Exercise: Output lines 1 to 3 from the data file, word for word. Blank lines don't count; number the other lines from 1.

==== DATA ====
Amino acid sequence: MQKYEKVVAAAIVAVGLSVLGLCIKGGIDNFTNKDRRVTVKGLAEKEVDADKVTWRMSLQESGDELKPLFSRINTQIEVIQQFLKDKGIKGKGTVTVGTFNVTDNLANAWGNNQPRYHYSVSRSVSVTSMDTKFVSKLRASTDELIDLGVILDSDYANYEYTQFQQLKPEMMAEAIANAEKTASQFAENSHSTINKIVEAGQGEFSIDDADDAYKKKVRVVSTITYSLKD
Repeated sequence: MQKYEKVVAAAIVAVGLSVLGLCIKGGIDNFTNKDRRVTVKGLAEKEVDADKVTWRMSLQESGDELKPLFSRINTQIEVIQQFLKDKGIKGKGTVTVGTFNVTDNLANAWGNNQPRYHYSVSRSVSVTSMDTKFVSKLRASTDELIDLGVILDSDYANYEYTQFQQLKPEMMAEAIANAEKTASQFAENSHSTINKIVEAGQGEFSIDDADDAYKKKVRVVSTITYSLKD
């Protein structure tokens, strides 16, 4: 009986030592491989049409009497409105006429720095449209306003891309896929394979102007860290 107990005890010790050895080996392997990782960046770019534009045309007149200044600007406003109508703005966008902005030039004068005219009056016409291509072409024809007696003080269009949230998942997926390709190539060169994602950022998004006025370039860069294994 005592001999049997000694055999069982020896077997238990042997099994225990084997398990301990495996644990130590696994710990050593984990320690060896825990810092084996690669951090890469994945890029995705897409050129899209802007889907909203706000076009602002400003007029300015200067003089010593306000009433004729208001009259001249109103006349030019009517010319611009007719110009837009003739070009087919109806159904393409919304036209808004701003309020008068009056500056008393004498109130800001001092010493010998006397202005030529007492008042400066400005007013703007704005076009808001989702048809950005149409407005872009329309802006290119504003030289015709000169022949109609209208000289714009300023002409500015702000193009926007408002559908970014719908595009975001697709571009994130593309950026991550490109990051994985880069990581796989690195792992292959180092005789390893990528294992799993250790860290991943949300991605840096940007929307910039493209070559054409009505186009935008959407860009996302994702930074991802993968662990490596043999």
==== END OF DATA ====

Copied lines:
Amino acid sequence: MQKYEKVVAAAIVAVGLSVLGLCIKGGIDNFTNKDRRVTVKGLAEKEVDADKVTWRMSLQESGDELKPLFSRINTQIEVIQQFLKDKGIKGKGTVTVGTFNVTDNLANAWGNNQPRYHYSVSRSVSVTSMDTKFVSKLRASTDELIDLGVILDSDYANYEYTQFQQLKPEMMAEAIANAEKTASQFAENSHSTINKIVEAGQGEFSIDDADDAYKKKVRVVSTITYSLKD
Repeated sequence: MQKYEKVVAAAIVAVGLSVLGLCIKGGIDNFTNKDRRVTVKGLAEKEVDADKVTWRMSLQESGDELKPLFSRINTQIEVIQQFLKDKGIKGKGTVTVGTFNVTDNLANAWGNNQPRYHYSVSRSVSVTSMDTKFVSKLRASTDELIDLGVILDSDYANYEYTQFQQLKPEMMAEAIANAEKTASQFAENSHSTINKIVEAGQGEFSIDDADDAYKKKVRVVSTITYSLKD
């Protein structure tokens, strides 16, 4: 009986030592491989049409009497409105006429720095449209306003891309896929394979102007860290 107990005890010790050895080996392997990782960046770019534009045309007149200044600007406003109508703005966008902005030039004068005219009056016409291509072409024809007696003080269009949230998942997926390709190539060169994602950022998004006025370039860069294994 005592001999049997000694055999069982020896077997238990042997099994225990084997398990301990495996644990130590696994710990050593984990320690060896825990810092084996690669951090890469994945890029995705897409050129899209802007889907909203706000076009602002400003007029300015200067003089010593306000009433004729208001009259001249109103006349030019009517010319611009007719110009837009003739070009087919109806159904393409919304036209808004701003309020008068009056500056008393004498109130800001001092010493010998006397202005030529007492008042400066400005007013703007704005076009808001989702048809950005149409407005872009329309802006290119504003030289015709000169022949109609209208000289714009300023002409500015702000193009926007408002559908970014719908595009975001697709571009994130593309950026991550490109990051994985880069990581796989690195792992292959180092005789390893990528294992799993250790860290991943949300991605840096940007929307910039493209070559054409009505186009935008959407860009996302994702930074991802993968662990490596043999």